An interesting feature of the RockShox forks is a high degree of unification between all models, each fork is similar in design and has the same basic modules, which can be combined in various combinations.
Rebound (R) – the simplest damper with blocking and rebound adjustment is installed on cheap forks only.
Turnkey (TK) – rebound damper with blocking.
Motion Control (RL) – platform damper with rebound adjustments and compression. Depending on the level of fork, the stiffness of platform can be adjusted.
BlackBox Motion Control – version of the damper with different rates of rebound for large and small obstacles.
The XX Motion Control in addition has a hydraulic compression-locking lever (XLoc).
Poploc – locking lever with a button-lock, can be combined with almost all dampers, might come with a wheel for compression adjustment (Poploc Adjust).
Pushloc is a more advanced locking mechanism in form of a “sticky” button.
Coil – simplest steel spring. Various spring options are available for stiffness, depending on the weight of the biker.
Solo Air is an air spring in which positive and negative pressure chambers are pumped through one valve.
Dual Air – air spring with separate pumping for both chambers, which gives additional room for creativity in setting up the fork.
U-Turn – for forks with the ability to lock externally, steel spring.
Air U-Turn -has external locking mechanism with an air spring.
Truth about forks
In this section, we will try to consider the market of suspension forks from a point of view of a rider who can already invest some funds in upgrading his mountain bike, but is not yet ready to choose his own complex and expensive components.
Why do you need a good fork?
Almost all cyclists at some point start wondering why they need to change their fork for something else. After all, their fork works, softens blows to hands on rough roads — its better than a rigid fork. And the cost of a new fork is terrifying — the idea of paying a cost of the rest of the bike for one “piece of iron” seems unthinkable. However, with the growth of riding experience, speeds and loads, it is gradually understood that it is impossible to save money on such an important part as fork — after all greedy person, as we know, pays twice. Chronically beaten and numbing palms, pain in shoulders and neck, and for those who are not lucky — fatal breakdowns of forks on the move and the incidents caused by this.
What is the difference between a good fork and a bad one?
To start, a well-working fork significantly increases riding safety on rough roads, ensuring that the front wheel is in constant contact with the road, improving controllability and reducing the risk that the wheel will get airborne on some stone during a turn, and the cyclist will end up in bushes.
Fork for cycling and tourism has to be comfortable, it works well on small bumps, and at the same time – does not bottom out on bigger ones. Forks for pro racers on the contrary, should be stiffer, should not eat up energy, should have a possibility of blocking and a sufficient number of adjustments. All forks should work equally good under a cyclist weighing from 45 to 100 kg for at least one year.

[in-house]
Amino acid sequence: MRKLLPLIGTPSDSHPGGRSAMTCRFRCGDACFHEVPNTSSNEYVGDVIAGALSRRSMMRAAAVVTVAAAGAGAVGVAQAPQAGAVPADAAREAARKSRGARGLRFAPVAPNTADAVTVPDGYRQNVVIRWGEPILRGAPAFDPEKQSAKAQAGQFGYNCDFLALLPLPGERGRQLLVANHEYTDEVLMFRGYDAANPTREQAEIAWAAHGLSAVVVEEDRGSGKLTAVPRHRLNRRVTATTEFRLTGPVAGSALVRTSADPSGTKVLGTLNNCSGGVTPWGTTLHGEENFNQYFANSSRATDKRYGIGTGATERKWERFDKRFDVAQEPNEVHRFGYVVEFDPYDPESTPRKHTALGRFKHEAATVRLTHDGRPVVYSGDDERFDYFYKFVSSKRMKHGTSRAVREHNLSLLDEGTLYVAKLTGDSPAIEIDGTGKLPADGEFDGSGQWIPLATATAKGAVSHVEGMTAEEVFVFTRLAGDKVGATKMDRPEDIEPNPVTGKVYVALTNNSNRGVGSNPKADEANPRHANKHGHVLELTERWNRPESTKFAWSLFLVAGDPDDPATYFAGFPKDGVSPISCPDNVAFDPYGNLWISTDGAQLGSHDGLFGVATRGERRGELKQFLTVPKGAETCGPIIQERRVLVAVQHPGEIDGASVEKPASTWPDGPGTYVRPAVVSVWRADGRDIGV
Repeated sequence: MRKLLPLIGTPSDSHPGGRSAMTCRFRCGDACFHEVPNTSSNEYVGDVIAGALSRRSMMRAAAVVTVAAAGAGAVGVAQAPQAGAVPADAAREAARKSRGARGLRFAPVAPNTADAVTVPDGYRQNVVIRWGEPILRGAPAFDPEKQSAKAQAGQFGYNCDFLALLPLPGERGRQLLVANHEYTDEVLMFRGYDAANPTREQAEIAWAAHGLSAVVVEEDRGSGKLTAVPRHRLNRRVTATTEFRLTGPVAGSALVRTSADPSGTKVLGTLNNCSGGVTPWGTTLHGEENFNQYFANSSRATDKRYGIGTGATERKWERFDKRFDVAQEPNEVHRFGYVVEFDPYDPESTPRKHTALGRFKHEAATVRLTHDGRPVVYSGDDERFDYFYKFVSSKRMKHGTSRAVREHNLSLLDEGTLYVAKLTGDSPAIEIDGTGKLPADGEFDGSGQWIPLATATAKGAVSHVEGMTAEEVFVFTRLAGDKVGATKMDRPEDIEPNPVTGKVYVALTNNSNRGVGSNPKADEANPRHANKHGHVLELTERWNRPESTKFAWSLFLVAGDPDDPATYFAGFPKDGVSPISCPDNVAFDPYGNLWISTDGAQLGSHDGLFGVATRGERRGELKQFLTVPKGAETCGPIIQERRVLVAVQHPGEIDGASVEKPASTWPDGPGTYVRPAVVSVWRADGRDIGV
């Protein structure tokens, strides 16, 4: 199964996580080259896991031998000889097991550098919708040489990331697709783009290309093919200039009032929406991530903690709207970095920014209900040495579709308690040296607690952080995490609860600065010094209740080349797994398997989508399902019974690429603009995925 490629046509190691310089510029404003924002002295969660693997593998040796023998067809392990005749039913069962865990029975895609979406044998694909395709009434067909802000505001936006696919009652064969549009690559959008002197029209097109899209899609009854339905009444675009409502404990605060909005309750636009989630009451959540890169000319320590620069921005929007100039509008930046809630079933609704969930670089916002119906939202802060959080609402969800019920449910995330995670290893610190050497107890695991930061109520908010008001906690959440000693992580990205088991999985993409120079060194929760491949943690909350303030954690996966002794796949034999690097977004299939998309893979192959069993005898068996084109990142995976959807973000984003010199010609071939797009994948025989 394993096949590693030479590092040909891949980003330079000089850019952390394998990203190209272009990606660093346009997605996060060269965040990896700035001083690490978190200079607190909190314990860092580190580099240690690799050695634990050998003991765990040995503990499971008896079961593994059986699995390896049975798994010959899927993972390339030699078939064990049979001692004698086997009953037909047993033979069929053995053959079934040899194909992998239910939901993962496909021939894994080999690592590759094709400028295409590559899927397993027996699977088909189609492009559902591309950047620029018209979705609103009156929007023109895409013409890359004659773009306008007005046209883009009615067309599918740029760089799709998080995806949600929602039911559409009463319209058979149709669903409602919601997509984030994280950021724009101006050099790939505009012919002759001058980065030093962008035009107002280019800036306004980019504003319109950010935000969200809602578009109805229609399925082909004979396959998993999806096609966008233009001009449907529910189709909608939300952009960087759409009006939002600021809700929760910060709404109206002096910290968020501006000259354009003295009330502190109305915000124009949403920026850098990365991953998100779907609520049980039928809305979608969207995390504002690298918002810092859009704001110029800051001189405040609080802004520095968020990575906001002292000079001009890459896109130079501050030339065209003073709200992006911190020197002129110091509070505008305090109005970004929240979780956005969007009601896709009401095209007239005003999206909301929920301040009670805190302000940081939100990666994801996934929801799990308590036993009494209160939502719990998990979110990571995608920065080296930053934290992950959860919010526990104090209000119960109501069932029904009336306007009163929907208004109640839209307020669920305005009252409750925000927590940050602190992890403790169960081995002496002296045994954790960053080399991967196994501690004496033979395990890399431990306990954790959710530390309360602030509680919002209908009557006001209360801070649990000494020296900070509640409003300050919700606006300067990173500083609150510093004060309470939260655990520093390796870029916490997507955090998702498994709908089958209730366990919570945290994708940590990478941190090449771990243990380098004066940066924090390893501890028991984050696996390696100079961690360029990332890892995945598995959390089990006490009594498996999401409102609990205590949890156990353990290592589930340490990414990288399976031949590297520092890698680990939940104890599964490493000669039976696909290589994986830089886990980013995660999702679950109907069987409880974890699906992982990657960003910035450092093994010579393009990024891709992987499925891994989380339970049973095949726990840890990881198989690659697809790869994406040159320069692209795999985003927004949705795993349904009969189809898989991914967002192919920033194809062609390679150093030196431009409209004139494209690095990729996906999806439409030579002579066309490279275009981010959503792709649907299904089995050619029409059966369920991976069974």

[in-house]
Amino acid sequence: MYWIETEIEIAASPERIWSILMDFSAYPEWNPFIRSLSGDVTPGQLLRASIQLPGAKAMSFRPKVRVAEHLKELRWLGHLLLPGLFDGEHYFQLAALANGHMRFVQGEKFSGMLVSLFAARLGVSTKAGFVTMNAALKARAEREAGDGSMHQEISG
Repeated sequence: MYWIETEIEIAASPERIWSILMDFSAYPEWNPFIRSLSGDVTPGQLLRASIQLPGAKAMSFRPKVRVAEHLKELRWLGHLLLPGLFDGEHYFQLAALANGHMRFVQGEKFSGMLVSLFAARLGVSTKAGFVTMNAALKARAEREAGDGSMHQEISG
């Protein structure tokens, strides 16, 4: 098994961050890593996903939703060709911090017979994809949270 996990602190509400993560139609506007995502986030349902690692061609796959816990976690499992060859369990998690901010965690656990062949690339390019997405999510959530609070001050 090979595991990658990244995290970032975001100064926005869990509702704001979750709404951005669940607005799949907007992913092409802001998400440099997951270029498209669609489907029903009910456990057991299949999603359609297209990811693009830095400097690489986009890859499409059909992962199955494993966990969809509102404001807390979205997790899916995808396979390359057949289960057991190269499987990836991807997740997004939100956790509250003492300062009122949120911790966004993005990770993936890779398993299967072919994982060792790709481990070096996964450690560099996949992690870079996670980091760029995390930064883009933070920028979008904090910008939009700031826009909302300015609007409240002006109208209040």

A good fork has to be light (up to 2 kg, for races closer to 1.5 kg), but at the same time strong enough to confidently withstand a 100kg biker, even if he participates in cross-country races on it. The fork should not wear out quickly, or require frequent reassembly. Spare parts and consumables are widely available and after-sales services are trouble-free. Of course, it is difficult to combine all these requirements in one fork, especially if you are trying to save some money. However, many modern medium level forks are noticeably better compared to their budget siblings in terms of reliability and riding sensations. Unfortunately, it is hard to find a good fork on a cheap bike. Why?
Forks on “store” bikes
On most inexpensive mountain bikes (approximately up to 200-300 USD.) low level forks are installed (they are also called “emulators”), their retail price does not exceed 30-50 USD, and some models of forks you won’t even find for sale separately.
Distinctive features of such forks:
- High weight (up to 3kg)
- Low durability and reliability
- They need regular lubrication (otherwise they rust or jam)
- Suboptimal stiffness (one fork might have no travel at all, and other one can bottom out on every bump)
- Absence of working settings and adjustments.
- In winter all these forks become rigid
- Internal friction — the fork is very reluctant to contract and unclench, especially if you don’t lubricate it every month.
- Or vice versa – the fork is easily compressed, and then shoots out in your hands.
With the increase of a cost of a bicycle, you can expect a “real” oil-spring fork from budgetary firms like RST and Suntour, or the cheapest models of more advanced manufacturers (Rock Shox, Marzocchi and others). These forks already look and work almost like higher level models, but the savings on the cost of production leaves its mark — after some time, hydraulic cartridges “die”, and insufficient mechanical strength becomes obvious.
Really good forks start to appear in configurations only on bikes above medium level, but their share is relatively small, since not everyone is willing to pay more than 1000 USD for their first bike, and advanced bikers prefer to build bikes on their own.